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Obliterative Bronchiolitis Following Lung Transplantation Diagnostic Utility of Aerosol Ventilation Lung Scanning and High Resolution CT

HALVORSEN, ROBERT A. Jr., M.D.*; DuCRET, RENÉ P., M.D.*; KUNI, CHRISTOPHER C., M.D.*; OLIVARI, MARIA TERESA, M.D.‡,§; TYLEN, ULF, M.D.*; HERTZ, MARSHALL I., M.D.

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A serious and often fatal complication of heart-lung transplantation is the development of obliterative bronchiolitis (OB). Currently the screening for OB is based on symptoms, pulmonary function tests, and transbronchial biopsies. The chest radiographs are often normal with OB. Obliterative bronchiolitis produces luminal narrowing of both bronchioles and bronchi resulting in areas of peripheral consolidation and occasional bronchiectasis. We report a patient in whom a chest film was normal, an aerosol ventilation lung scan was abnormal while a perfusion study was mildly abnormal. Simultaneously, routine CT was essentially normal while high resolution CT with 1 mm thick sections was clearly abnormal and demonstrated areas of consolidation. These imaging modalities detected clear-cut abnormalities at a time when the patient was symptomatic but prior to the development of demonstrable abnormality on chest radiograph.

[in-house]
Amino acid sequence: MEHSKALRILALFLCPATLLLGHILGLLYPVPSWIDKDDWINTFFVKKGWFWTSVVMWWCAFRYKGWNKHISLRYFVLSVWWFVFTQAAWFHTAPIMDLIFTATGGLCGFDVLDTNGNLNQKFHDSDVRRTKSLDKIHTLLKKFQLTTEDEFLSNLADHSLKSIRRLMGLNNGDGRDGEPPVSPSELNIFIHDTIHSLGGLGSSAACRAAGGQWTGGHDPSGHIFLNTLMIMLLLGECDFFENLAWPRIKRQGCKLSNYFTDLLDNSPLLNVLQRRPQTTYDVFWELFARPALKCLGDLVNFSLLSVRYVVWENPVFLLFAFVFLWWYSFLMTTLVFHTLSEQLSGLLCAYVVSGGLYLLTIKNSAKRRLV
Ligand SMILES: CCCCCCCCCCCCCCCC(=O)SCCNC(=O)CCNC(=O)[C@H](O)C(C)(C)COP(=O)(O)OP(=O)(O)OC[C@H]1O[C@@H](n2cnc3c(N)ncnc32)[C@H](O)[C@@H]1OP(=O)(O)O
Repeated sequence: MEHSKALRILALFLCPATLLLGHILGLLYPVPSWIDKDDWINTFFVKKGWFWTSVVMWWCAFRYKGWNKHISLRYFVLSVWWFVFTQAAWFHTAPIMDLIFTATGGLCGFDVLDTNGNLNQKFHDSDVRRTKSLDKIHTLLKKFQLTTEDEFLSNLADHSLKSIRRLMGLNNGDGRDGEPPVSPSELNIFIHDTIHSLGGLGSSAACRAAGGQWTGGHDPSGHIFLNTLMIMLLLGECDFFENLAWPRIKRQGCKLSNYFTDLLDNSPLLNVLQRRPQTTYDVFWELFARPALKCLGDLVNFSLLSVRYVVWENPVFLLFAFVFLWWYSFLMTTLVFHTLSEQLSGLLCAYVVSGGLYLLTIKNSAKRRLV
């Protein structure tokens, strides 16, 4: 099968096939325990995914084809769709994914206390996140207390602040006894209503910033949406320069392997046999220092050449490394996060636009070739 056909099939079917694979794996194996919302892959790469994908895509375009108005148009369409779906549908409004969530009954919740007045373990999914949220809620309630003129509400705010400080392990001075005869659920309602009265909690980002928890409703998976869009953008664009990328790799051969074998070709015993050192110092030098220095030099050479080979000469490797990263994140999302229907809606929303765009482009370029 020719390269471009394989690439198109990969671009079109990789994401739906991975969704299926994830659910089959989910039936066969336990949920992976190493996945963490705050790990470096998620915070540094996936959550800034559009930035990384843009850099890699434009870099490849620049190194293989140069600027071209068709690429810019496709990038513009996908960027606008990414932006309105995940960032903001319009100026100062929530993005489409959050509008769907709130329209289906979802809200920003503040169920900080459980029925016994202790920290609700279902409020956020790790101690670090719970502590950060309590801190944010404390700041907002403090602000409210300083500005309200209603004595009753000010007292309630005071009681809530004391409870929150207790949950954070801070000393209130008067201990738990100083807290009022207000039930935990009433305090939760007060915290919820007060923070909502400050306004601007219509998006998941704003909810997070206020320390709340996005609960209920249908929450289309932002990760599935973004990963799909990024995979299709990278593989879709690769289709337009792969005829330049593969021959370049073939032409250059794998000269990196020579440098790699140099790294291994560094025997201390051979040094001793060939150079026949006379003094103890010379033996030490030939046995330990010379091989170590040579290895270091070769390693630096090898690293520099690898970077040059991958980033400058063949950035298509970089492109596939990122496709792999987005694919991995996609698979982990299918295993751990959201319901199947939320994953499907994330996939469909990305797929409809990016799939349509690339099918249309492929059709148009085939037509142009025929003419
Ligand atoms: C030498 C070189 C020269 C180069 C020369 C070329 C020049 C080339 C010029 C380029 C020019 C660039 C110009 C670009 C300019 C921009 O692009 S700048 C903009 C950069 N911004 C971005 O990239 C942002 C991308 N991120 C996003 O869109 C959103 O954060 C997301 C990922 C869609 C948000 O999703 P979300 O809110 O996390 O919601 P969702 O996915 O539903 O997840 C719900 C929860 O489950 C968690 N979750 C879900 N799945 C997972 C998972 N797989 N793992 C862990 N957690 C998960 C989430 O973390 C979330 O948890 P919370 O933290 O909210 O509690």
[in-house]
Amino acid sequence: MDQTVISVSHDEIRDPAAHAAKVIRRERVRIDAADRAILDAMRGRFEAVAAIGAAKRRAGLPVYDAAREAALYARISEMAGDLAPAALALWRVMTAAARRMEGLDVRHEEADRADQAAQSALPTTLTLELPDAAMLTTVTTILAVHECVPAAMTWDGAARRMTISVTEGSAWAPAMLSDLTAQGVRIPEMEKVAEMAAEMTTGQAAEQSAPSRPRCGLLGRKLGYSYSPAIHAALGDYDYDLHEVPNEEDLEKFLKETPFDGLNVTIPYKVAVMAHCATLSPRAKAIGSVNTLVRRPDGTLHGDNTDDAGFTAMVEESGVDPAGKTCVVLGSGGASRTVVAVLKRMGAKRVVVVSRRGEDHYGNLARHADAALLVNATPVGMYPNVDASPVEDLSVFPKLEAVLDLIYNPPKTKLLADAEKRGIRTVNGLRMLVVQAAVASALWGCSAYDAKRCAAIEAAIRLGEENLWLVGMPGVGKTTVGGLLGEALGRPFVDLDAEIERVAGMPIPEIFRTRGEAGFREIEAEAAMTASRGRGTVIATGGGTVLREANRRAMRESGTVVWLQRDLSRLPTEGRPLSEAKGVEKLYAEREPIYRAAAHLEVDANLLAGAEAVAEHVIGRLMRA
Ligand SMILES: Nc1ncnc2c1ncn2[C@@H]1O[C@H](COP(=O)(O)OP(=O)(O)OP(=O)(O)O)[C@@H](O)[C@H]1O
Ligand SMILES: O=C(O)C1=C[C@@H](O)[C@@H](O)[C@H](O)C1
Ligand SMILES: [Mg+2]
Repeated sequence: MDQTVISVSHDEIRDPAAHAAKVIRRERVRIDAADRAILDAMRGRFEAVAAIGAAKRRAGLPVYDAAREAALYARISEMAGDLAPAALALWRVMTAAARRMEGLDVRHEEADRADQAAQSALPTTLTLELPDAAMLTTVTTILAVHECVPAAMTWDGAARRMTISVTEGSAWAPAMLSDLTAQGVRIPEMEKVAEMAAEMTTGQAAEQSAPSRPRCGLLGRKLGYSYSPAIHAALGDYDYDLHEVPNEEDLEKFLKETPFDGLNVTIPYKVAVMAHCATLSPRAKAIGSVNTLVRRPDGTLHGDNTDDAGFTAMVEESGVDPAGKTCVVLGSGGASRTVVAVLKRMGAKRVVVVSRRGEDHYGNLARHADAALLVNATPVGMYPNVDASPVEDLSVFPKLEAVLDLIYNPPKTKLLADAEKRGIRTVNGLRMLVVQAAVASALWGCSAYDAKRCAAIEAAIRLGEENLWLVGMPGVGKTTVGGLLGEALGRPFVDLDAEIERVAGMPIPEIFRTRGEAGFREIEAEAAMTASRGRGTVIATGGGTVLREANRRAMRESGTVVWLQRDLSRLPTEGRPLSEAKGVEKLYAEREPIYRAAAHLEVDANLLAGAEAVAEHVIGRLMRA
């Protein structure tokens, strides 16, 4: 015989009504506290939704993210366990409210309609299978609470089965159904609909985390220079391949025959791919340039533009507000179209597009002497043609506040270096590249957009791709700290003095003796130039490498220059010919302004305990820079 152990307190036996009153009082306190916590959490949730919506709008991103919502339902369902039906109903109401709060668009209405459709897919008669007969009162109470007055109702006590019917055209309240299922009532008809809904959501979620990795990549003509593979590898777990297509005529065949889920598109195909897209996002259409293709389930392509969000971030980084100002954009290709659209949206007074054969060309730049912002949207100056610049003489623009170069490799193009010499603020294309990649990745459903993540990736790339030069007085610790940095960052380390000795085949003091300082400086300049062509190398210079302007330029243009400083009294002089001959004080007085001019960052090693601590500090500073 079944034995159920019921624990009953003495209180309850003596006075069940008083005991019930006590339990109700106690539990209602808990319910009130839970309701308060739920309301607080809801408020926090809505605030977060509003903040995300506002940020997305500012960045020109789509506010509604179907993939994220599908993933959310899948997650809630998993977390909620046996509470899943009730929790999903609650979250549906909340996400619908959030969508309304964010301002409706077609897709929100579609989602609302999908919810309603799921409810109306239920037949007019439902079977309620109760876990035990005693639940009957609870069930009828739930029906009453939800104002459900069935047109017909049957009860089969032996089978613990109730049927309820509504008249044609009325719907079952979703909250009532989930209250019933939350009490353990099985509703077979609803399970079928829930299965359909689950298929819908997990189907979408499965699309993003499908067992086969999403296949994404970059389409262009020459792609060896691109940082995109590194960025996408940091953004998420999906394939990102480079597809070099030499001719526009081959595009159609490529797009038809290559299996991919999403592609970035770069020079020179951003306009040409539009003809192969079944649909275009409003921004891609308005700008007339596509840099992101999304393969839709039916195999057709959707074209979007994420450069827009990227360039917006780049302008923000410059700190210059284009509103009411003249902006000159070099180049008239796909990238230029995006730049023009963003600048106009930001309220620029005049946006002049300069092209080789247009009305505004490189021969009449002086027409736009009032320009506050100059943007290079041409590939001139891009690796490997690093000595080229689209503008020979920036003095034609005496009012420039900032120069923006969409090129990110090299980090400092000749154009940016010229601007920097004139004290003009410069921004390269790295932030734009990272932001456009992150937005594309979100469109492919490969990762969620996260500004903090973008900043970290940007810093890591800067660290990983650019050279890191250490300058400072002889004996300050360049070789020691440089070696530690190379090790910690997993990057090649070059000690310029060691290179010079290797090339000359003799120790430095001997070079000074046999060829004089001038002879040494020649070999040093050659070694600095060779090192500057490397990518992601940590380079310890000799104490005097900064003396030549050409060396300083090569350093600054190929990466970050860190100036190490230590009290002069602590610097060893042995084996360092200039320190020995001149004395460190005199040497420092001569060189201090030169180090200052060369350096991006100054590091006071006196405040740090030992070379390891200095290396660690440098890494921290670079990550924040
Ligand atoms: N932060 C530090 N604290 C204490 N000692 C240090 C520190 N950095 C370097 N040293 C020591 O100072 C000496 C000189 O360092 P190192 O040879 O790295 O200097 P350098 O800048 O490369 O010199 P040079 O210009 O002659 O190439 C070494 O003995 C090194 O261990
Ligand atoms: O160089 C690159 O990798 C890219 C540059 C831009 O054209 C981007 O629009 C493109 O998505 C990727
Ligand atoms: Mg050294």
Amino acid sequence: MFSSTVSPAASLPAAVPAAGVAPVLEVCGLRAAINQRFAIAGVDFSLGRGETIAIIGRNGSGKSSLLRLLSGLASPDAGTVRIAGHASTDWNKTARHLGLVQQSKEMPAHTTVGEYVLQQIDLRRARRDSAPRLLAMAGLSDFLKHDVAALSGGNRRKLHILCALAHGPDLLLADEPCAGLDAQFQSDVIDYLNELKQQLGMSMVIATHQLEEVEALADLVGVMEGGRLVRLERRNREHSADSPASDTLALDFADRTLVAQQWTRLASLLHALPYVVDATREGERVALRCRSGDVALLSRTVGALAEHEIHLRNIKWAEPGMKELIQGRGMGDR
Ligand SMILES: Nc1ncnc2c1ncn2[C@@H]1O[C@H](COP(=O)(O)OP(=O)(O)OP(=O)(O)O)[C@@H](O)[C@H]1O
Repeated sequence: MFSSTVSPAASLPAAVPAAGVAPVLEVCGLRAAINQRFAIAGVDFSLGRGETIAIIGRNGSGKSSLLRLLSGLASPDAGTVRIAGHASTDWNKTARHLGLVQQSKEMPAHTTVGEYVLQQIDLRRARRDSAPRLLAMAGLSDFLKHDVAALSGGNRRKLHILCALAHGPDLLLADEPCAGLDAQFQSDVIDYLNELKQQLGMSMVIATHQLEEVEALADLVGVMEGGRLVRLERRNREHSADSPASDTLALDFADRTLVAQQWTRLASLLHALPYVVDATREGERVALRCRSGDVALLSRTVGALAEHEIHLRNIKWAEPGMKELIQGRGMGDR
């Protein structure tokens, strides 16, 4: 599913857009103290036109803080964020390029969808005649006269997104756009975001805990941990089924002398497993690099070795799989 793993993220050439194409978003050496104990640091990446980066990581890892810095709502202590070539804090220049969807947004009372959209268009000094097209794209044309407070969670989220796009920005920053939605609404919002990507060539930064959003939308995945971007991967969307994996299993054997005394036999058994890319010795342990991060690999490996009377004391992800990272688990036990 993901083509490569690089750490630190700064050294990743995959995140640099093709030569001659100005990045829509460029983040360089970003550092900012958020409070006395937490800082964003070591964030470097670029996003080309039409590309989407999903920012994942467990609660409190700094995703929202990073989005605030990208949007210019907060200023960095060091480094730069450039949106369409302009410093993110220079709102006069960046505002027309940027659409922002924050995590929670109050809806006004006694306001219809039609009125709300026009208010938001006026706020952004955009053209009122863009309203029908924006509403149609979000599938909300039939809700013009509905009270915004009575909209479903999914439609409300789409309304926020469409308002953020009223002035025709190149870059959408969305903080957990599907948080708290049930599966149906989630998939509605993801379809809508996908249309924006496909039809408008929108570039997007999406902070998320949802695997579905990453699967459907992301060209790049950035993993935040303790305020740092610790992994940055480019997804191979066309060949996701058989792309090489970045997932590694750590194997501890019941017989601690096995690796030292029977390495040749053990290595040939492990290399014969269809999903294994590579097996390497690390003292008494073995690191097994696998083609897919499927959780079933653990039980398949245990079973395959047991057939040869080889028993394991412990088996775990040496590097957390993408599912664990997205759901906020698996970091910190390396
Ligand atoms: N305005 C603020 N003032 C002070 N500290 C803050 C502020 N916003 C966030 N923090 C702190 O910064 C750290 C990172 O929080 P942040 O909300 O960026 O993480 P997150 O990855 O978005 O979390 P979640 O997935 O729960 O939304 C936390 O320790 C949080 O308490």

*From the Department of Radiology, University of Minnesota, Minneapolis, Minnesota

†From the Division of Pulmonary Medicine, University of Minnesota, Minneapolis, Minnesota

‡From the Division of Cardiology, University of Minnesota, Minneapolis, Minnesota

§From the School of Medicine, University of Minnesota, Minneapolis, Minnesota

© Lippincott-Raven Publishers.